Letter: Forcing Mailers Into First Class Won't Benefit the Postal Service

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Though there is no legal or generally accepted definition of spam, I think the average consumer would agree that unsolicited e-mails sent to people with whom you have no prior relationship and who have not indicated an interest in your product or given you permission to solicit them by e-mail fall into that category.


Given that, how can the U.S. Postal Service say that home equity loans, pre-approved loans and pre-approved credit offers mailed to consumers who have no existing relationship with the soliciting company are personal mail? Does laser toner on paper confer a personal relationship unlike phone and Internet transmissions?


When the company is mailing existing customers and particularly if you are referencing their existing account(s), the USPS would have a basis for requiring First-Class rates. When soliciting new business from prospective customers, companies are trying to gain a personal relationship. Claiming that a company has a personal relationship with a prospective customer has no basis in fact and is completely inconsistent with USPS procedures and practices over the past 15 years.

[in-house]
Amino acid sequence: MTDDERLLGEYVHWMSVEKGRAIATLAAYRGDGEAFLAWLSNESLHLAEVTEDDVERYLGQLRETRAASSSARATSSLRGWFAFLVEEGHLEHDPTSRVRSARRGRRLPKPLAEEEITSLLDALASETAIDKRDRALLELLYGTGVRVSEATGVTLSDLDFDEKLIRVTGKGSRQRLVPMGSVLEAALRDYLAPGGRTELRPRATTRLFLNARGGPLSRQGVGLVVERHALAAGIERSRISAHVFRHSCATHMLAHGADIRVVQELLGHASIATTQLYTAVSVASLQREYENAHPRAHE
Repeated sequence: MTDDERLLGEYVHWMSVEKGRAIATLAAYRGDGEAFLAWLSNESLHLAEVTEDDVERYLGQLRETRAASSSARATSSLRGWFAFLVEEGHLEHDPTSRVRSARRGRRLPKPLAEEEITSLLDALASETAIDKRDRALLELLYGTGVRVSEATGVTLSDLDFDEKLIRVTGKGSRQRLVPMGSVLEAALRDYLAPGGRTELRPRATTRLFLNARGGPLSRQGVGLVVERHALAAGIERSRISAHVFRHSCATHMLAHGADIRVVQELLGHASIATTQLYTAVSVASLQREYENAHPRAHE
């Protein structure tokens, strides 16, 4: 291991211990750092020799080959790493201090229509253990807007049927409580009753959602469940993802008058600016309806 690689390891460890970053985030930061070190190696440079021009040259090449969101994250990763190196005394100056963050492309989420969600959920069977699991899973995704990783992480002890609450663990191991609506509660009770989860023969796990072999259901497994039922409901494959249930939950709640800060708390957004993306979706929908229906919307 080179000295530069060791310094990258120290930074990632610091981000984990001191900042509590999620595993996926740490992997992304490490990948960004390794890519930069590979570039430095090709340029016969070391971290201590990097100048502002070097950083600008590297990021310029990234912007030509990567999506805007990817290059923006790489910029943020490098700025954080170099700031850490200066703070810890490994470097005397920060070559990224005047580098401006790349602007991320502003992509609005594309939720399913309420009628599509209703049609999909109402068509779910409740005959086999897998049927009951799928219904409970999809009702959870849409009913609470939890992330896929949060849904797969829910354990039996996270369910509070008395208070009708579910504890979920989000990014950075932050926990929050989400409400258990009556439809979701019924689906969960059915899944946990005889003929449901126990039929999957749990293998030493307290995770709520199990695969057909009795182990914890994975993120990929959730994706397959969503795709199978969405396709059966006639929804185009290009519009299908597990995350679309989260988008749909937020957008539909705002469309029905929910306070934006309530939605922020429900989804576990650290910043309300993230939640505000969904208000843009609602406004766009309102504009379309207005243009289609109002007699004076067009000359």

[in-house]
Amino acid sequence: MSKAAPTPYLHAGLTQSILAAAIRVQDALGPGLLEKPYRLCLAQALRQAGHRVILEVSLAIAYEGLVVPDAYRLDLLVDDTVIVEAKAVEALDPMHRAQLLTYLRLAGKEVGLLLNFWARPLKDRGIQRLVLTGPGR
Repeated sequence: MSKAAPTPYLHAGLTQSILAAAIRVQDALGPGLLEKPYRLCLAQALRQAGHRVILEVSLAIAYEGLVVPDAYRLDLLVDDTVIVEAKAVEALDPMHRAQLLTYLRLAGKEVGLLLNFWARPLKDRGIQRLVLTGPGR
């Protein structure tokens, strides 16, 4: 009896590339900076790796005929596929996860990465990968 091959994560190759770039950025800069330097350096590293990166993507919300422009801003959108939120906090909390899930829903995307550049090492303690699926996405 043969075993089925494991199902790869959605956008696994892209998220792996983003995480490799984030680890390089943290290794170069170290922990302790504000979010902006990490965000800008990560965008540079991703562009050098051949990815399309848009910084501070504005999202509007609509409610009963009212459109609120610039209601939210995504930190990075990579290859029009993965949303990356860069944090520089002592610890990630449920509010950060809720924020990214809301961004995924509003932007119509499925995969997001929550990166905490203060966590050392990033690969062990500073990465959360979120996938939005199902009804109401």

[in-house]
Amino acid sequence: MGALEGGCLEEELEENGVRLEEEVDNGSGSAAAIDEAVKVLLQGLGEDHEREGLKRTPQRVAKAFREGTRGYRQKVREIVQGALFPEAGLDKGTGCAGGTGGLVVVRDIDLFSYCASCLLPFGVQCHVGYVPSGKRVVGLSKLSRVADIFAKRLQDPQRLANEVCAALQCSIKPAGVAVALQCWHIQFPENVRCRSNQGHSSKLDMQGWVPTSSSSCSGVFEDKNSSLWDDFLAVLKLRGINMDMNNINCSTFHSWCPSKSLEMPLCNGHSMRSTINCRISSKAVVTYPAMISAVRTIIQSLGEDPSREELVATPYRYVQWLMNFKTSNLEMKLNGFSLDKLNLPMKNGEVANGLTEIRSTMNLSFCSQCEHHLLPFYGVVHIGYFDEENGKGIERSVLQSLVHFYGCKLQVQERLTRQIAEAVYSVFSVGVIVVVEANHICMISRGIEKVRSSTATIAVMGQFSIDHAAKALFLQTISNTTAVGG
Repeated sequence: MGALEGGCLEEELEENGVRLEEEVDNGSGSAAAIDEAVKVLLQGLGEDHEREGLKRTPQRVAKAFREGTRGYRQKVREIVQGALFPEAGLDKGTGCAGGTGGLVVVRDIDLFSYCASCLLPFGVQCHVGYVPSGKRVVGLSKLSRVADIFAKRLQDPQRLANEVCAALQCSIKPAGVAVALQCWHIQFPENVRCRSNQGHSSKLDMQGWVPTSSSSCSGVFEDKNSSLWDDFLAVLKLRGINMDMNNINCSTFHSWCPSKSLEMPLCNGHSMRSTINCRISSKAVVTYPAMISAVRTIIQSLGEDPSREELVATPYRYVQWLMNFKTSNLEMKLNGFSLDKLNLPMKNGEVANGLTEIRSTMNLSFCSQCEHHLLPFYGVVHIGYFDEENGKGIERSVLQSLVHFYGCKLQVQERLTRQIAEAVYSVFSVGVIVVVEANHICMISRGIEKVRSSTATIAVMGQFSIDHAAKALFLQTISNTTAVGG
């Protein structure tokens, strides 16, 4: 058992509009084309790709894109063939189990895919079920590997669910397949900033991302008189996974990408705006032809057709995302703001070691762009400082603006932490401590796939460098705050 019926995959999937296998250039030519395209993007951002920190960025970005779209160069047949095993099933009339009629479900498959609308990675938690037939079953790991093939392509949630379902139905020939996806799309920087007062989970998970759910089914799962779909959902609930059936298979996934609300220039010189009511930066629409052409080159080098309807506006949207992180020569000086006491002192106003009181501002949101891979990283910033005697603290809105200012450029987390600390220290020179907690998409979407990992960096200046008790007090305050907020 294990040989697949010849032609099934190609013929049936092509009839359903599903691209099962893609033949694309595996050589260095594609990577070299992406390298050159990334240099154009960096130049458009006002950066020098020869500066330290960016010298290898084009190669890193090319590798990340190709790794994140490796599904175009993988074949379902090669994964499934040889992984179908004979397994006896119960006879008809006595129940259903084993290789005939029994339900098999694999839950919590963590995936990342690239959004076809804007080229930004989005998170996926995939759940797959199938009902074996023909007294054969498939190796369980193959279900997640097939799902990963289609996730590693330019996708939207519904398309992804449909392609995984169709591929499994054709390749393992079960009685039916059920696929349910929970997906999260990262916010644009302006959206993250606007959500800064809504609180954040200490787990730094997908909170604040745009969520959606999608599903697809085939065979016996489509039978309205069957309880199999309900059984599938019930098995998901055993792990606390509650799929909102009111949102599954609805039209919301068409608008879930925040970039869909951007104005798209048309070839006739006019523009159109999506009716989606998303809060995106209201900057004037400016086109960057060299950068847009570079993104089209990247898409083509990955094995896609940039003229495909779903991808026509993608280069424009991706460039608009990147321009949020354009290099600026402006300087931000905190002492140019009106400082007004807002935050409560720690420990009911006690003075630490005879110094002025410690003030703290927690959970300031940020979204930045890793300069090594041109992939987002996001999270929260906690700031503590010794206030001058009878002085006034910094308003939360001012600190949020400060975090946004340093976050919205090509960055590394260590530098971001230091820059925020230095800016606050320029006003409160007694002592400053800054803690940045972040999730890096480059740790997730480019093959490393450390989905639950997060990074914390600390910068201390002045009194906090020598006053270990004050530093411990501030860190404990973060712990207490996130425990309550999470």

The only ethical issue here is on USPS' side of the table. Deciding to force mailers to First Class instead of selling it on its merits will not benefit them in the long run. Maybe they should reread the fable about killing the goose that laid the golden egg.


Marcia Grau, Manager, account services, Chapman Data Services Inc.


Mgrau@chapmandata.com



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